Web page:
Five drill cores were studied for the P content (Fig. 1)--Laeva-13 in Estonia, Aizpute-41 in Latvia, Kurtuvenai-161 and -166 in Lithuania and Nar in Sweden. For the Estonian Mehikoorma and Ruhnu cores the [P.sub.2][O.sub.5] data from Shogenova (2003, 2005) and stratigraphy from P61dvere (2003, 2005) were used. Phosphorus was measured in whole-rock samples by the X-ray fluorescence method. The lower limit of [P.sub.2][O.sub.5] detection is 0.05%. The samples were collected from the cores at about 1-m step. The average P distribution in the shallow Estonian Shelf sections (Fig. 2) was calculated by using the database of the Estonian Geological Survey (see Kiipli 2005). The total number of analyses of the Estonian Geological Survey was 382, collected from 24 cores and 4 outcrops.
[FIGURE 2 OMITTED]
The measured [P.sub.2][O.sub.5] contents of Middle and Upper Ordovician carbonate rocks vary mainly between 0.05% and 0.5%, reaching occasionally 4%. These are higher in the Dapingian-Sandbian interval, whereas the uppermost Ordovician is P-poor (Figs 2-4). The highest values in the Ordovician succession, about 10%, occur in the Tremadocian siliciclastic Obolus-phosphorite (Raudsep 1997). In the North Estonian sections the [P.sub.2][O.sub.5] content decreases from 10% in the Pakerort Stage to an average of 0.7% in the Volkhov and Kunda stages, to 0.2% in the Kukruse Stage and below 0.1% in the Haljala Stage and upwards. Short-term increase is recorded in the Nabala Stage (Fig. 2). Viira et al. (2004) detected the reworking of P-rich sediments in the Hunneberg-Billingen stages, which indicates that part of the high P content in the Floian-early Darriwilian interval may come from the underlying Tremadocian sediments. The occurrences of Hunneberg-Billingen lingulates (Puura 1996) also point to elevated P in seawater of that time. Kiipli et al. (1984) suggested redeposition of lower Ordovician sediment in early Kunda time.
Two intervals of elevated P contents occur in the cores from the transitional zone and deep shelf. The Dapingian-lower Darriwilian can be considered as a diminishing succession of the Tremadocian phosphorus 'high', with the minimum [P.sub.2][O.sub.5] contents in the mid-Darriwilian Aseri Stage (Figs 3, 4). The late Darriwilian-Sandbian interval, from the Lasnamagi Stage to the Keila Stage, revealed a moderate elevation of [P.sub.2][O.sub.5] , up to 0.5% and more (Figs 3, 4). The Upper Ordovician Katian and Hirnantian are poor in [P.sub.2][O.sub.5] , with the average content between 0.05% and 0.1%. As an exception, slight increase in [P.sub.2][O.sub.5], up to 0.3%, was recorded in the Kurtuvenai-161 and Aizpute-41 cores in the Mossen, Montu or Fjacka formations (Katian Stage), whereas Mossen and Fjacka are black shale intervals. A similar elevation of P contents was observed in the approximately corresponding carbonate sections of the Rakvere, Nabala and Vormsi stages in the Laeva-13, Mehikoorma, Ruhnu and Nar cores (Figs 3, 4). The post-Tremadocian P contents are the highest in the westernmost studied section, the Nar core of Gotland (Fig. 4). The increased [P.sub.2][O.sub.5] level in the late Darriwilian-Sandbian of the basinal sections roughly corresponds to contemporary kukersite deposition in the shallow Estonian Shelf. The obtained P content data were compared to Al content to find out whether the risen siliciclastic input caused an increase in P. However, no correlation was recognized, which points to an alternative route of P.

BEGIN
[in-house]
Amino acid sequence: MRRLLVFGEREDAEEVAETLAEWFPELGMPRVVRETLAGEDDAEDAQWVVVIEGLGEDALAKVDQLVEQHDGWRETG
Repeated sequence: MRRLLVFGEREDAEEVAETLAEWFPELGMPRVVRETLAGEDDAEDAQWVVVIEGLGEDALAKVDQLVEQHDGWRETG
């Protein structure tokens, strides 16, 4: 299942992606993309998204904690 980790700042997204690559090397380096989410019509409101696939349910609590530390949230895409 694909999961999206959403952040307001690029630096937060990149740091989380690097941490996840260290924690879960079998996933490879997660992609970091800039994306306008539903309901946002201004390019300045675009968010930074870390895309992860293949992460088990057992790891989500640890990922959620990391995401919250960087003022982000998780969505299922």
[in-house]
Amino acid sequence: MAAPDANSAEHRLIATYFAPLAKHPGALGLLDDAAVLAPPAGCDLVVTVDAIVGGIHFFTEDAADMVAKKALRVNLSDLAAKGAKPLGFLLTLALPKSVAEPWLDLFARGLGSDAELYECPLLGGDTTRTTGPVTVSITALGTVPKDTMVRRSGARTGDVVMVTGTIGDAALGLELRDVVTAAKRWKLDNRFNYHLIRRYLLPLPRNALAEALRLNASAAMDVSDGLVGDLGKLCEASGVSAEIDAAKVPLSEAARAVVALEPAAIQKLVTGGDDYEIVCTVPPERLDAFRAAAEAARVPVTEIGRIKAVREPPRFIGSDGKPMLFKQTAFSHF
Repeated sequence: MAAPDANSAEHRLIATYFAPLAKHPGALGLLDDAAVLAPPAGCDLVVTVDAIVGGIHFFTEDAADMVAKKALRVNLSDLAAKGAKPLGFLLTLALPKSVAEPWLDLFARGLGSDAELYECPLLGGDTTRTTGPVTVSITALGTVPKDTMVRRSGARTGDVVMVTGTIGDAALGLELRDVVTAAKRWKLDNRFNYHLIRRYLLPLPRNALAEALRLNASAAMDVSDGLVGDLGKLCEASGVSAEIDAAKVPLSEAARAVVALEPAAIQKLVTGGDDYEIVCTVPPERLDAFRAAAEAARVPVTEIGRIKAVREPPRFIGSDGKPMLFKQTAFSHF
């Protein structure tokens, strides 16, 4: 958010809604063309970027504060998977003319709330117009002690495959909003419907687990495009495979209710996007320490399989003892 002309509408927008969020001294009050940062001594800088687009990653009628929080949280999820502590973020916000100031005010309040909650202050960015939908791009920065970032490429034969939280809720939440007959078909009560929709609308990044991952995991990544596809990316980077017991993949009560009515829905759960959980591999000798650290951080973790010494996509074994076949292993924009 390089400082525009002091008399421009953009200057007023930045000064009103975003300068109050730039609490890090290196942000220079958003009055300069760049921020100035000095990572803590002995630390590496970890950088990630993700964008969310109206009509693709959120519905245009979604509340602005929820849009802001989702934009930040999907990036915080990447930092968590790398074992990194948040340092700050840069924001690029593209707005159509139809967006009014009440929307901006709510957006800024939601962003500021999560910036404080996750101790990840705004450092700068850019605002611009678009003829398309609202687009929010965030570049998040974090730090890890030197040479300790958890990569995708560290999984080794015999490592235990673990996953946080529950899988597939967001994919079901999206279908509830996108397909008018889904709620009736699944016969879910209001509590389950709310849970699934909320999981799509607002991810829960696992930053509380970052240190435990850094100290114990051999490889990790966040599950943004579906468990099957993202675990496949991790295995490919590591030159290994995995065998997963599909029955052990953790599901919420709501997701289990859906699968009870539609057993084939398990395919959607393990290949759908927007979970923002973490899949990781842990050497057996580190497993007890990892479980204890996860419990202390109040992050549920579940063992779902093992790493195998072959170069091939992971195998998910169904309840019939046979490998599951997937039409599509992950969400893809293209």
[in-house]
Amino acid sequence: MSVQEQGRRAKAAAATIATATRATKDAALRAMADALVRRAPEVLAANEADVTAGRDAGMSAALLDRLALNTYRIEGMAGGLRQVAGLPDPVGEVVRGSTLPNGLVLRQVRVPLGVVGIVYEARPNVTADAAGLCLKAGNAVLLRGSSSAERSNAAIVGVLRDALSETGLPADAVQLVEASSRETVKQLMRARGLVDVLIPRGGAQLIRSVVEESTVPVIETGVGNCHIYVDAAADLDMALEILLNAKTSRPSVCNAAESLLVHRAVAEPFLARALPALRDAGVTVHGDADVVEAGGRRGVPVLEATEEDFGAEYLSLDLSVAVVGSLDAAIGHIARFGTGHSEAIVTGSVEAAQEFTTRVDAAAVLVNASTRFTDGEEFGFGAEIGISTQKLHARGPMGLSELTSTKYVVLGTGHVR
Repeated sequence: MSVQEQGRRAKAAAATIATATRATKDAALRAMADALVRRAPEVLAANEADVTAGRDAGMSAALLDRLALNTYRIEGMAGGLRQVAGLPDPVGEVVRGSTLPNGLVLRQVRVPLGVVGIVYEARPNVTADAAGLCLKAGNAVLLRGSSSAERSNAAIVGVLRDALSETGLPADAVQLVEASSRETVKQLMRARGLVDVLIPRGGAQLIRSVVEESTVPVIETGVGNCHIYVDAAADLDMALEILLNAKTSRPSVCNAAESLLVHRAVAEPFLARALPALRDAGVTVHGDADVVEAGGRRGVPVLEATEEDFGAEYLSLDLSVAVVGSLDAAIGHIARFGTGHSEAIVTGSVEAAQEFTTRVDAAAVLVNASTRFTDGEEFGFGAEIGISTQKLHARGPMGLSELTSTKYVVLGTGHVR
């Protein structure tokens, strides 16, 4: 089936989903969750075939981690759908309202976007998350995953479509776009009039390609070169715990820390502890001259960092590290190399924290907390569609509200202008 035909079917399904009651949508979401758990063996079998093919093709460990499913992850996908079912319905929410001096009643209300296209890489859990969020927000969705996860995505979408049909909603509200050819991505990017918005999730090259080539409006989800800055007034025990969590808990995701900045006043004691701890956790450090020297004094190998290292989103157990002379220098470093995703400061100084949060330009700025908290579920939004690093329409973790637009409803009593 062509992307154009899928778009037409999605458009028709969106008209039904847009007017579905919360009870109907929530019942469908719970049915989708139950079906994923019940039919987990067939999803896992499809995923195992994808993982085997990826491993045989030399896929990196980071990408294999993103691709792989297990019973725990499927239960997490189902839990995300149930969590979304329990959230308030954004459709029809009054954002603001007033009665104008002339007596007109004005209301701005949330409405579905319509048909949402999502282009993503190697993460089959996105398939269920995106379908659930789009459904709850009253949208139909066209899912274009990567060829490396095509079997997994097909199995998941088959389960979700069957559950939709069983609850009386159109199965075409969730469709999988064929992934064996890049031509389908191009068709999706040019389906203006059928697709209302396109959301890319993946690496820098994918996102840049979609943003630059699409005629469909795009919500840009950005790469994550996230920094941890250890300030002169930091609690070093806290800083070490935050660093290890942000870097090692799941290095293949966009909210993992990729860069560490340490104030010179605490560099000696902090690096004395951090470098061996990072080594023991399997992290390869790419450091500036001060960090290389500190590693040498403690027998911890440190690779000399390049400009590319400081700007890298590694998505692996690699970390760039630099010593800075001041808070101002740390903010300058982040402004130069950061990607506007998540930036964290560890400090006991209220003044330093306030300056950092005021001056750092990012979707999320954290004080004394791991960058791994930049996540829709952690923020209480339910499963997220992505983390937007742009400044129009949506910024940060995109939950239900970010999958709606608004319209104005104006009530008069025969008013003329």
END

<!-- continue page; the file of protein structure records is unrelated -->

For the shelf seas two sources of P can be considered: terrigenous input from the weathering area and the oceanic source--mainly upwelling of dissolved components (Follmi et al. 1993). Variations in terrestrial input of the weathered material, including nutrients, could be related to climate's humidity-aridity and sea level changes controlling the area of weathering. Elevated late Darriwilian-Sandbian P concentrations in basinal facies of Baltoscandia coincide with large-scale global rise in sea level (Haq & Schutter 2008), but the influence of regional Baltoscandian sea level changes (Hints et al. 2010) on P distribution is not obvious. Rapid short-term sea level falls with increase in siliciclastic input, like Hirnantian glacioeustatic events, do not show increase in P concentration. These processes, together with missing correlation between the P and Al contents in sediments, support the idea that terrestrial input is not the main P source in the intervals of elevated P.